It’s often advised not to bring up politics or religion in polite company, as such heated subjects can quickly turn conversations into arguments. These days, you could add “parenting styles” to the list of unmentionable topics.
As any new parent can tell you, arguments and shaming begin well before birth — from whether it’s healthy for pregnant moms to jog to whether or not to breastfeed. But one of the biggest arguments has been over how protective parents should be.
The battle between so-called “helicopter” and “free-range” parents is one of safety vs. independence, of protecting your kids vs. teaching life skills. Now a national poll shows where American parents stand, and the “helicopter” side seems to be winning.
A Pew Research report released last month titled “Parenting in America” contains a trove of data on parents’ attitudes, from how active parents are in education, to how often parents read to their kids. One question that stood out asked at what age children could be left alone without supervision. To play alone in front of their houses, the median minimum age from respondents was 10, with just 37 percent believing that a child could play in the front yard without parents watching. Seven percent believed it was never appropriate for a child to be in front of the house without adult supervision. Not even a 17-year-old child.
Asked at what age a child can be left at home for more than an hour, the median age among parents responding was 12. About 43 percent answered that 10- to 12-year-olds could be left alone without supervision. Another 39 percent said kids should be 13 to 17 before they’re allowed to be home alone. Five percent said it wasn’t even appropriate for a 17-year-old.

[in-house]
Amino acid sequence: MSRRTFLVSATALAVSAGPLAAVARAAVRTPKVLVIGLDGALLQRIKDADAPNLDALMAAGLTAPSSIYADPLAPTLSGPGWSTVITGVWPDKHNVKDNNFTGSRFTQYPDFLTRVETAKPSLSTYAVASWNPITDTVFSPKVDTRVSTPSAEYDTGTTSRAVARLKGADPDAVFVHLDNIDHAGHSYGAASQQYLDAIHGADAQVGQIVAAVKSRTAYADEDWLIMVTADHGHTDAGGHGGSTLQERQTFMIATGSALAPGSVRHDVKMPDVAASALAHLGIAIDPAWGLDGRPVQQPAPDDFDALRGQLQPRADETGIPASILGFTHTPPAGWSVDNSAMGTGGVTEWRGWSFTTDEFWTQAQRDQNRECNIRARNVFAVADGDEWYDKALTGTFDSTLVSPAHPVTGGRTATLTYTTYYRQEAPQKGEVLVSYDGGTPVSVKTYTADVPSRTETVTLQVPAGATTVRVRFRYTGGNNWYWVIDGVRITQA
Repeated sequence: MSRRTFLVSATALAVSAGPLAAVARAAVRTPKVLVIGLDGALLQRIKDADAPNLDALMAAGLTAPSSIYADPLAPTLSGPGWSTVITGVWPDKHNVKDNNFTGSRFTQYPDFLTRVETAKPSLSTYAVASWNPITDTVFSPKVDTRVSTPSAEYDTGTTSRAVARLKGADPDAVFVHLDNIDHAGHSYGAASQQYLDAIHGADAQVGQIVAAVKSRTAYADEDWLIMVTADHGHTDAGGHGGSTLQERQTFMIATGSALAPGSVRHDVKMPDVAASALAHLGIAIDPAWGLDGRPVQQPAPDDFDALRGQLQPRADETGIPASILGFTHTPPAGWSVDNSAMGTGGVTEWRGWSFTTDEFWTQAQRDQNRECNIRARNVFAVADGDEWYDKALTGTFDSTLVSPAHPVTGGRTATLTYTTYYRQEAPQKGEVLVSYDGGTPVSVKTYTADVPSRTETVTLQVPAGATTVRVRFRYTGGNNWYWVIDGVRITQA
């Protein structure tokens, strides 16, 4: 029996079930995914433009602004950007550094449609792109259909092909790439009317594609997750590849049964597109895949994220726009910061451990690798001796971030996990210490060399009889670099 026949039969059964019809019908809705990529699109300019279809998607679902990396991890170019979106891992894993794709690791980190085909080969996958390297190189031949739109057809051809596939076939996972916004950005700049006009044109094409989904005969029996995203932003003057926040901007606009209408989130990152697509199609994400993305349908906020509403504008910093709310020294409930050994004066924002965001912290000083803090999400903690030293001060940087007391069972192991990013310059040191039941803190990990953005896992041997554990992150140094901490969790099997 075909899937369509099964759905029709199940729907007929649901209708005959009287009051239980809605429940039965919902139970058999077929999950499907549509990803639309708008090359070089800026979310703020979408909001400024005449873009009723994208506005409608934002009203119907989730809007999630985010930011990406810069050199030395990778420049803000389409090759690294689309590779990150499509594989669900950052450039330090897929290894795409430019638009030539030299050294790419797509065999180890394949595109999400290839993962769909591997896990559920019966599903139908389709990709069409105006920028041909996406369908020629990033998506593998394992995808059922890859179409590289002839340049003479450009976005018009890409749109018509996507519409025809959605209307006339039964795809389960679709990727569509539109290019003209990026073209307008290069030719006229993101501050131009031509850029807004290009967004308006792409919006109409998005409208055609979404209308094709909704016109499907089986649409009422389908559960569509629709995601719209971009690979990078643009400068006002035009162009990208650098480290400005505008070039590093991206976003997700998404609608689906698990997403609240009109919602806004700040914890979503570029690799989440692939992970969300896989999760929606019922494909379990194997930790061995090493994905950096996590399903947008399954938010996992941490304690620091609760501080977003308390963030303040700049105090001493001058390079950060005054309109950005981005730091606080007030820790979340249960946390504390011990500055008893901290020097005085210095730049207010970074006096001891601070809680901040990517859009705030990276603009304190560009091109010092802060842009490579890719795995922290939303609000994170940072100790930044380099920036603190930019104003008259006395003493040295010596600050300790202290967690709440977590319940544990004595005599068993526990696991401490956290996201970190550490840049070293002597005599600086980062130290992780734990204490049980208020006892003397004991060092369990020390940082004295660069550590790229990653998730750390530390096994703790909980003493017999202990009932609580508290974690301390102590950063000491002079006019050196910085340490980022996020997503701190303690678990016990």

On the question of whether parents could let a child be alone in a public park, parents’ median age was 14. Only 5 percent said they’d let a child age 10 or younger in a park unsupervised. Just 25 percent said they’d allow a 10-12 year old to go to the park, and 47 percent said age 13-17. Another 19 wouldn’t even let a 17-year-old go to the park unsupervised. Some parents answered “it depends” or “don’t know,” which is why it doesn’t add up to 100 percent.
Also interesting: The younger the parent, the more likely they are to describe themselves as overprotective. According to Pew, 54 percent of Baby Boomers, 60 percent of Gen Xers and 68 percent of Millennial parents called themselves “overprotective” in the survey.
Given that kids in America are safer than they’ve ever been, is growing protectiveness a little hysterical, or is it just smart parenting?
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